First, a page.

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Raging Pencils by Mike "Lefty" Stanfill

Penguins and Noah's Ark.

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Raging Pencils is a confusicated conceit of:

Mike Stanfill, Private Hand
Mike Stanfill, Private Hand
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Today's mystery web comic is:

start rant

A Final Word

Don PunchatzThis weekend I attended a memorial service for nationally-known illustrator Don Punchatz, an amazing man for whom I was privileged to have once worked.

The memorial was an opportunity for Don's friends and family to share stories or anecdotes about this lovely man with one another. About a hundred people arrived at the auditorium and, after about a dozen brave souls entertained us with a wacky tale or two concerning Don or his famous Sketch Pad Studio, I decided it was my turn to speak.

I had a story ready but made the mistake of coming unprepared and unrehearsed. Compounding this mistake was the fact that the moment I began speaking it suddenly occurred to me exactly how important Don had been to the most important time of my life, and so my all-too-brief offering was unexpectedly clouded by a wave of sadness. I left the stage to warm applause but very dissatisfied with myself as, wracked with emotion, I was unable to say everything I wanted.

This has eaten at me for the past two day and so the following is what I had meant to say:

In the summer of 1977 I arrived home after my 3-to-midnight shift at the machine shop. My radio was still on, just as I'd left it, tuned to a low-powered, left-wing public radio station. The midnight DJ was interviewing some strange guy who said he was looking for artists for his new fantasy magazine. It was going to the American version of Heavy Metal.

This strange person was Don Punchatz.

As it happened I'd been working on such a project in my spare time, and the next day I went down to Don's studio and showed him my meager portfolio. I was surprised when he hired me on the spot, though I was to play only a very minor creative role among my much more talented peers already hard at work in the studio.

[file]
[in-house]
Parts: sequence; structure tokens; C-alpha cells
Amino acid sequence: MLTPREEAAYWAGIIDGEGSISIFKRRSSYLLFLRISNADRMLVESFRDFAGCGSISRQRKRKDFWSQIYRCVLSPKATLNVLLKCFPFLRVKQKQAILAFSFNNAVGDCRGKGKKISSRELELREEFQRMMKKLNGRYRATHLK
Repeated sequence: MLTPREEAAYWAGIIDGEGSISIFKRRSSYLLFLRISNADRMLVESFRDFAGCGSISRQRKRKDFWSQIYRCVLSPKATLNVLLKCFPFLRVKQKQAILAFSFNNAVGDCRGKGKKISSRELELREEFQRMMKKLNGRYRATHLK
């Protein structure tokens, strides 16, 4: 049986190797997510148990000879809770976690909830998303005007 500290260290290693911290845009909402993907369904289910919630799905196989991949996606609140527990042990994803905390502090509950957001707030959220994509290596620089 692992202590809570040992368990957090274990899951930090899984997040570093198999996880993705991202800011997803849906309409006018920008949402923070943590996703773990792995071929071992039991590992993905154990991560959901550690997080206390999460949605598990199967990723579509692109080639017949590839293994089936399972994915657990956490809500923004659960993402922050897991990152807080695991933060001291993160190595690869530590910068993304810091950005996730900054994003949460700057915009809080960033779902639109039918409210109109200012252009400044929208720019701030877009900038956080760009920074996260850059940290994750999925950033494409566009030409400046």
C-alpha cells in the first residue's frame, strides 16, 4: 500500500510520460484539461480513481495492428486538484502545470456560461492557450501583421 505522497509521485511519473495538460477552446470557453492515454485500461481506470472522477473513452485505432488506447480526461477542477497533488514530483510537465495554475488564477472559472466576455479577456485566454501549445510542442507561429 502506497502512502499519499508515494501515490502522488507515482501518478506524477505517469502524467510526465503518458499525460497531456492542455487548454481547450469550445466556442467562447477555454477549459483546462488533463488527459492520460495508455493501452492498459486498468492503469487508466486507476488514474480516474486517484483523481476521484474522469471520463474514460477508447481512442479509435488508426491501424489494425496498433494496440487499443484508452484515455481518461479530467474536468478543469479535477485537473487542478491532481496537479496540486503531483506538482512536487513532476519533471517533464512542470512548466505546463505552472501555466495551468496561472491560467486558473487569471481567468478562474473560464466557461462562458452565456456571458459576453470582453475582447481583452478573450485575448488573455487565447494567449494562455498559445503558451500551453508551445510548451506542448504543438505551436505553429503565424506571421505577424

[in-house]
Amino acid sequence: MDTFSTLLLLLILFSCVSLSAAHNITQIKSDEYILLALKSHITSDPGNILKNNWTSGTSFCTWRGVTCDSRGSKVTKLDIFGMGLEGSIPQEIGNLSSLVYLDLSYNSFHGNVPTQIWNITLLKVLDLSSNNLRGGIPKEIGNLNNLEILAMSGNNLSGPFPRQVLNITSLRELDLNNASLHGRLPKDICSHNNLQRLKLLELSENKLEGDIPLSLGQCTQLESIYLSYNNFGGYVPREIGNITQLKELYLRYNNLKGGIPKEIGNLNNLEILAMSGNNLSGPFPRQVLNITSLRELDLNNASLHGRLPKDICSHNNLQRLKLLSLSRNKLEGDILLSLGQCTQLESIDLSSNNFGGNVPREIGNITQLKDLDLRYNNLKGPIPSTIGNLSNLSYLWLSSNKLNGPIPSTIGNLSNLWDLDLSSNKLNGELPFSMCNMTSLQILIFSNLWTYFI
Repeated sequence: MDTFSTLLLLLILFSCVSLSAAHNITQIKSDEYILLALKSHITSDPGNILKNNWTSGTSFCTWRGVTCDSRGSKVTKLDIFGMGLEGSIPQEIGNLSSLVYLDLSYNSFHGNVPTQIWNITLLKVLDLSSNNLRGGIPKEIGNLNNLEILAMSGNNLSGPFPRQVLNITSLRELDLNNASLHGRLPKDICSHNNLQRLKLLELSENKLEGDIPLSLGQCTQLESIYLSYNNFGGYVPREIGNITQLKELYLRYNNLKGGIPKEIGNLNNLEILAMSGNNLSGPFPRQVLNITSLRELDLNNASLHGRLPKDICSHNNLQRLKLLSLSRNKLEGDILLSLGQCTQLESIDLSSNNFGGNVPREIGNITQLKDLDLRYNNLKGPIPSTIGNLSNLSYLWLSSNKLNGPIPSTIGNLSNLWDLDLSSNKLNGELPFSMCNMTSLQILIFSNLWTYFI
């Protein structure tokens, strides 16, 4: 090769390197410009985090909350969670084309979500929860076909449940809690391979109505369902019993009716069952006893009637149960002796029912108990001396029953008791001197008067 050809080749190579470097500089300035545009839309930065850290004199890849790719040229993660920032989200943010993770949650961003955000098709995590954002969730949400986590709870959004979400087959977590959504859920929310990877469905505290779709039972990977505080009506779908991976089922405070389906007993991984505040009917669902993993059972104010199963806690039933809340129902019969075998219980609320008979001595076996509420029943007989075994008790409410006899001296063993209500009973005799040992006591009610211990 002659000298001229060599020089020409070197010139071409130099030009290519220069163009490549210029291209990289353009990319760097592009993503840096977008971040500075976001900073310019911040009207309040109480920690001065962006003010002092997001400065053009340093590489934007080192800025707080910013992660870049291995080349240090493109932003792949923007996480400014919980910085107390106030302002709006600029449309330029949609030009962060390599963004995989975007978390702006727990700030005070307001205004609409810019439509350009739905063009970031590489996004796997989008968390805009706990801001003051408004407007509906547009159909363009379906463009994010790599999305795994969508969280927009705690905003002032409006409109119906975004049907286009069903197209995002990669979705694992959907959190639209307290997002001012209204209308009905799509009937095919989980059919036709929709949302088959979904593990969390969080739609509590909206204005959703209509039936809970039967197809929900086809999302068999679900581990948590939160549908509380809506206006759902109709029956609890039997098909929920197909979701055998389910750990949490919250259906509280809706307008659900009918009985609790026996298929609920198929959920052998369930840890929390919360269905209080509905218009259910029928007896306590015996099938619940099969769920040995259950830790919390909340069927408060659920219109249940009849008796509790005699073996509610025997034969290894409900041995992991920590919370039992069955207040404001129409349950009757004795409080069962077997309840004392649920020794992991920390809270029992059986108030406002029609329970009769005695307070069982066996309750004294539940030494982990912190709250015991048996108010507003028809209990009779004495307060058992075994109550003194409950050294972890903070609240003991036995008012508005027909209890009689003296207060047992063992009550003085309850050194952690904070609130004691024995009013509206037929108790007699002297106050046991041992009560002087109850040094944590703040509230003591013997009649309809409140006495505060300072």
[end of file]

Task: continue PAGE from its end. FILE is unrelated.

I only worked for Don for about five months, at which time I left to earn my illustration degree, but this brief period changed my whole life.

You see, Don Punchatz was the key to a door that opened onto a vast new world. Each day has been an adventure and I've met good friends and extraordinary people purely as a result of Mr. Punchatz's largesse.

Don didn't have to run the Sketch Pad Studio. He didn't have to hire art students and take the time to teach them how to be professional illustrators, but he did. Looking back on what he accomplished it took the patience of a saint to juggle all the disparate artistic sensibilities in his employ and not go broke or insane in the process.

There's no way of knowing what my life would have been like had I walked into my apartment five minutes later that fateful summer night but there's no doubt I am the better for it.

More importantly, I think that Don had this same effect on everyone he met. I know that there are thousands of people out there enjoying the benefits of Don's spirit and his generosity at this very minute. I hope they realize it, too.

The magazine was never printed which, to me, is even more remarkable. It's as though fate had planted the seed of the idea in his head just to give him a reason to reach out and help me find a life that has never been boring.

So, thank you, Don. Thank you for everything.


end rant

Raging Pencils salutes the Mystery Reader of
Rabat, Morocco
Whoever you are, thanks for reading my funky little 'toon.

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Today's Google Chow.

Three penguins in the shadow of Noah's Ark.
Penguin One: "Bad news, guys. He says we haven't been discovered yet. Well, at least we can swim."
Penguin Three (thinks): "Uh-oh."

Caption: Just about this time Ted began to regret his double major in liberal arts rather than phys ed.